Appellant further contends that his testimony at the guilty plea hearing made out a complete defense of self-protection under section 505 of the Crimes Code, 18 Pa.C.S.A. §§ 101 et seq. He argues that because the record of that hearing fails to show that he knowingly waived the defense, his plea was not voluntary, knowing, and intelligent and must now be set aside. In Commonwealth v. Rodgers, 465 Pa. 379, 383, 350 A.2d 815, 818 (1976), this Court stated:
"We have often held that when a guilty plea is accompanied by the assertion of facts which make out a defense to the crimes charged, the plea may not be accepted unless the discrepancy is resolved. The defendant must be aware, and the record must show that he is aware, that his defense cannot be considered when he enters a guilty plea. The record must affirmatively demonstrate that he knows that by pleading guilty he waives the opportunity to
[ 485 Pa. Page 142]
assert facts which may establish the defense of self-defense."
Accord, Commonwealth v. Roundtree, 440 Pa. 199, 269 A.2d 709 (1970). Here, however, appellant's plea may not be set aside, because his testimony did not recite facts which would constitute a defense under section 505.
At his guilty plea hearing appellant admitted that on October 29, 1975, he burglarized the victim's home and shot the victim:
"Q. Do you understand that charge [murder]?
Q. What does it mean to you?
A. It means I shot him.
Q. For no reason?
A. I was in his house when he come home. He caught me.
Q. He caught you doing what?
A. Caught me in his house.
Q. What were you doing there?
After further questioning by the court, appellant testified to the following events:
"Well, I hid in the cellarway, and he come in the house, And I guess he walked through the house, and he found me. I tired [sic] to get away. He closed the door on me, and he called the police, told them to come to his house right away. And as soon as he hung up, I tried to get away again. I couldn't get out the back door. And he come and started fighting. And he started choking me. That's when I shot him."
This testimony does not support or even suggest that at the time appellant shot the victim he believed the victim was threatening him with unlawful deadly force. Rather, it merely describes appellant's unlawful use of deadly force during a struggle with the unarmed homeowner precipitated by appellant's attempt to flee after the police had been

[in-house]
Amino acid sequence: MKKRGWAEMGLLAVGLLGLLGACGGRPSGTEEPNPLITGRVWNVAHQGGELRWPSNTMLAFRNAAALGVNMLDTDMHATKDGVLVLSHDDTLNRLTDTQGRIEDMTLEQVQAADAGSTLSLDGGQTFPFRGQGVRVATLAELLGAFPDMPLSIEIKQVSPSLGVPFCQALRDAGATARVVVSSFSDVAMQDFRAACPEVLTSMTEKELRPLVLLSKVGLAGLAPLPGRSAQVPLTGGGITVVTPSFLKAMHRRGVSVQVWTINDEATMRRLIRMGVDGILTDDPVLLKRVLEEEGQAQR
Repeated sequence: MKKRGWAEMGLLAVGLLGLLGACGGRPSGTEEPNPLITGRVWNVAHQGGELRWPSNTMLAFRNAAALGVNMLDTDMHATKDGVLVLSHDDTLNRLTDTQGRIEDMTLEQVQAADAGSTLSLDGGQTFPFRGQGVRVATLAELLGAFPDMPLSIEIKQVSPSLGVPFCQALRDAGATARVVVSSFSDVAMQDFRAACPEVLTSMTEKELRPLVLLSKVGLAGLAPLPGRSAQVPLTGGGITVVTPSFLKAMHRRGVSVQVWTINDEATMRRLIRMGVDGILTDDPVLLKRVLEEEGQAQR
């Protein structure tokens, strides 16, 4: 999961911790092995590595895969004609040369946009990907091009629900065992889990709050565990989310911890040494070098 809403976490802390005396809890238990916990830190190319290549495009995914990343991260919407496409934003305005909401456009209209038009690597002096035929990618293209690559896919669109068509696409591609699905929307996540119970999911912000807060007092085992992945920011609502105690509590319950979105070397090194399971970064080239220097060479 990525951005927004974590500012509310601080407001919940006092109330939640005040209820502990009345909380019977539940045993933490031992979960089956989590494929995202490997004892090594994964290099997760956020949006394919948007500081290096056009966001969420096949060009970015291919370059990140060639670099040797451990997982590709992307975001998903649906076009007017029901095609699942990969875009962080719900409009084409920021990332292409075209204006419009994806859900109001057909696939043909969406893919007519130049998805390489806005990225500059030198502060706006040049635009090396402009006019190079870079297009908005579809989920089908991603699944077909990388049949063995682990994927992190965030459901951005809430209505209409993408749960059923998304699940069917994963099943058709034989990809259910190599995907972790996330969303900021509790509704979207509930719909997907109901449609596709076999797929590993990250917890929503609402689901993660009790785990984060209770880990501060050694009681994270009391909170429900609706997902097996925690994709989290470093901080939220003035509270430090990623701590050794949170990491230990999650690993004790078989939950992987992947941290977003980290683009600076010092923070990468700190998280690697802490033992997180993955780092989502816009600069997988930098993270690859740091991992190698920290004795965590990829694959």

[ 485 Pa. Page 143]
called. It is, of course, beyond dispute that a killing caused by a burglar in the course of an attempt to flee the scene of the burglary constitutes murder of the second degree.*fn6 In the circumstances of this case where appellant's degree of guilt was limited by agreement to murder of the second degree, there was no need for any further on-the-record inquiry.
Appellant also claims that his guilty plea was involuntary because his trial counsel advised him that self-protection was not available as a defense to murder of the second degree. Appellant has, however, failed to show that counsel's advice lacked a reasonable basis designed to advance appellant's interest.
This Court stated in Commonwealth ex rel. Washington v. Maroney, 427 Pa. 599, 604-05, 235 A.2d 349, 352-53 (1967):
"We cannot emphasize strongly enough, however, that our inquiry ceases and counsel's assistance is deemed constitutionally effective once we are able to conclude that the particular course chosen by counsel had some reasonable basis designed to effectuate his client's interests. The test is not whether other alternatives were more reasonable, employing a hindsight evaluation of the record. Although weigh the alternatives we must, the balance tips in favor of a finding of effective assistance as soon as it is determined
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that trial counsel's decisions had any reasonable basis."
See Commonwealth v. Wideman, 453 Pa. 119, 306 A.2d 894 (1973). Any attempt by appellant to defend against a charge of murder of the second degree on a self-protection theory would have exposed him to prosecution for murder of the first degree.*fn7 As the hearing court determined, "[d]efense counsel felt that since there was possible evidence of first degree murder, second degree murder was a proper plea." Defense counsel's testimony at the PCHA hearing further establishes that his advice that appellant could not use self-protection as a defense was based on a sound and reasonable consideration of many circumstances including appellant's description of the events leading to the killing.*fn8 It must be concluded that counsel's assistance here satisfied the standards of Washington and indeed constituted effective assistance. This record plainly refutes the claim that appellant's guilty plea was involuntary, unknowing and unintelligent.
[ 485 Pa. Page 145]
Appellant's petition for PCHA relief was properly denied.